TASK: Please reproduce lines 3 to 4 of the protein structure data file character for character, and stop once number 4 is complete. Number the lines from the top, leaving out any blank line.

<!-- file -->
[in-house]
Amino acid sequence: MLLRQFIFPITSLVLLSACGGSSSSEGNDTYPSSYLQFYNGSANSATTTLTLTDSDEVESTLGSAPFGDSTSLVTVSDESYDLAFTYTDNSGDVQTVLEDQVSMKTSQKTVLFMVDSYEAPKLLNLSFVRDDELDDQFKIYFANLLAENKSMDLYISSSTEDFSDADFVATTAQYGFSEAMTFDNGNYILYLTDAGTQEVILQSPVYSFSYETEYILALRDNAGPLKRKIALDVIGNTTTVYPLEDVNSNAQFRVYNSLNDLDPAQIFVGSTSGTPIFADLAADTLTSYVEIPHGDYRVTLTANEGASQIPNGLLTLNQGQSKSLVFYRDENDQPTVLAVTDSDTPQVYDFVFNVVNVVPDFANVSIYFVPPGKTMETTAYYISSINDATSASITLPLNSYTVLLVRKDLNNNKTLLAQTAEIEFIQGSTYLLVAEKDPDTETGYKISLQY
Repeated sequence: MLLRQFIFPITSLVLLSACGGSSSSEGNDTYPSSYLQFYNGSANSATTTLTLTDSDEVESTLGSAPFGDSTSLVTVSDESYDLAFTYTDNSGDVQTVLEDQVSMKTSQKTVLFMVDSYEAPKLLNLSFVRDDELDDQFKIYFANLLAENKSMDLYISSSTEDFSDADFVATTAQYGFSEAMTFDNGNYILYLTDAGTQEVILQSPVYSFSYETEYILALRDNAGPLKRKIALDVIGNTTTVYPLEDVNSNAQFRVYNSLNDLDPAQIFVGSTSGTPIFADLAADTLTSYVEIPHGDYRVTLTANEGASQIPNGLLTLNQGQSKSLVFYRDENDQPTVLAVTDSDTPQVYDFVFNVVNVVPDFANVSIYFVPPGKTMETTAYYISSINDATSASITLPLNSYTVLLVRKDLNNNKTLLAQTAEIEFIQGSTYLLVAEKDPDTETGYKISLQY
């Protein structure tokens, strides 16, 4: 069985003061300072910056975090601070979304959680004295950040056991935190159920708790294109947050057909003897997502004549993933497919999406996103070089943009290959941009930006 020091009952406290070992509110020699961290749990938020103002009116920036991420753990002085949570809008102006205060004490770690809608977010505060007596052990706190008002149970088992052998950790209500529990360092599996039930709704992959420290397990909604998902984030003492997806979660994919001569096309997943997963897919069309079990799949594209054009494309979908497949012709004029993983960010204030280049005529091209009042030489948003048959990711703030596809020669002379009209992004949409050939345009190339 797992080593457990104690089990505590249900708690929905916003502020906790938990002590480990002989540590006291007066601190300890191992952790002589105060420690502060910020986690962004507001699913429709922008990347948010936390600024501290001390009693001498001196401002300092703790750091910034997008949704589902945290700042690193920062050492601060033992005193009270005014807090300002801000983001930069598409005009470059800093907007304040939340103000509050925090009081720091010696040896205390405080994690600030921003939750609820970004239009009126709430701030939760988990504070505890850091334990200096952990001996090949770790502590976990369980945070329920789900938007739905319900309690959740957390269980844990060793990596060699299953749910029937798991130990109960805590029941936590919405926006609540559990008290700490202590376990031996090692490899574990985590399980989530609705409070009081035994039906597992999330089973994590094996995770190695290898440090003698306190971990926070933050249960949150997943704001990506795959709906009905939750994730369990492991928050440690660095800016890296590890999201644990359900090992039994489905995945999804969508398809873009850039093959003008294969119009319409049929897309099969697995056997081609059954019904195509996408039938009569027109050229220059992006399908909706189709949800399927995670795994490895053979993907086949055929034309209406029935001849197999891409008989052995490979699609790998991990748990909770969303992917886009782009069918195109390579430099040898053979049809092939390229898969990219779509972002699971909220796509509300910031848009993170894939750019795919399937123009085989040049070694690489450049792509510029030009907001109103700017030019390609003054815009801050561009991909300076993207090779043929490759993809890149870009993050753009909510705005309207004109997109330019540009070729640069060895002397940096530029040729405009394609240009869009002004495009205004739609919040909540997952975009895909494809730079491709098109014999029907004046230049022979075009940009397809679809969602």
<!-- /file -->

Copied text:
Repeated sequence: MLLRQFIFPITSLVLLSACGGSSSSEGNDTYPSSYLQFYNGSANSATTTLTLTDSDEVESTLGSAPFGDSTSLVTVSDESYDLAFTYTDNSGDVQTVLEDQVSMKTSQKTVLFMVDSYEAPKLLNLSFVRDDELDDQFKIYFANLLAENKSMDLYISSSTEDFSDADFVATTAQYGFSEAMTFDNGNYILYLTDAGTQEVILQSPVYSFSYETEYILALRDNAGPLKRKIALDVIGNTTTVYPLEDVNSNAQFRVYNSLNDLDPAQIFVGSTSGTPIFADLAADTLTSYVEIPHGDYRVTLTANEGASQIPNGLLTLNQGQSKSLVFYRDENDQPTVLAVTDSDTPQVYDFVFNVVNVVPDFANVSIYFVPPGKTMETTAYYISSINDATSASITLPLNSYTVLLVRKDLNNNKTLLAQTAEIEFIQGSTYLLVAEKDPDTETGYKISLQY
């Protein structure tokens, strides 16, 4: 069985003061300072910056975090601070979304959680004295950040056991935190159920708790294109947050057909003897997502004549993933497919999406996103070089943009290959941009930006 020091009952406290070992509110020699961290749990938020103002009116920036991420753990002085949570809008102006205060004490770690809608977010505060007596052990706190008002149970088992052998950790209500529990360092599996039930709704992959420290397990909604998902984030003492997806979660994919001569096309997943997963897919069309079990799949594209054009494309979908497949012709004029993983960010204030280049005529091209009042030489948003048959990711703030596809020669002379009209992004949409050939345009190339 797992080593457990104690089990505590249900708690929905916003502020906790938990002590480990002989540590006291007066601190300890191992952790002589105060420690502060910020986690962004507001699913429709922008990347948010936390600024501290001390009693001498001196401002300092703790750091910034997008949704589902945290700042690193920062050492601060033992005193009270005014807090300002801000983001930069598409005009470059800093907007304040939340103000509050925090009081720091010696040896205390405080994690600030921003939750609820970004239009009126709430701030939760988990504070505890850091334990200096952990001996090949770790502590976990369980945070329920789900938007739905319900309690959740957390269980844990060793990596060699299953749910029937798991130990109960805590029941936590919405926006609540559990008290700490202590376990031996090692490899574990985590399980989530609705409070009081035994039906597992999330089973994590094996995770190695290898440090003698306190971990926070933050249960949150997943704001990506795959709906009905939750994730369990492991928050440690660095800016890296590890999201644990359900090992039994489905995945999804969508398809873009850039093959003008294969119009319409049929897309099969697995056997081609059954019904195509996408039938009569027109050229220059992006399908909706189709949800399927995670795994490895053979993907086949055929034309209406029935001849197999891409008989052995490979699609790998991990748990909770969303992917886009782009069918195109390579430099040898053979049809092939390229898969990219779509972002699971909220796509509300910031848009993170894939750019795919399937123009085989040049070694690489450049792509510029030009907001109103700017030019390609003054815009801050561009991909300076993207090779043929490759993809890149870009993050753009909510705005309207004109997109330019540009070729640069060895002397940096530029040729405009394609240009869009002004495009205004739609919040909540997952975009895909494809730079491709098109014999029907004046230049022979075009940009397809679809969602």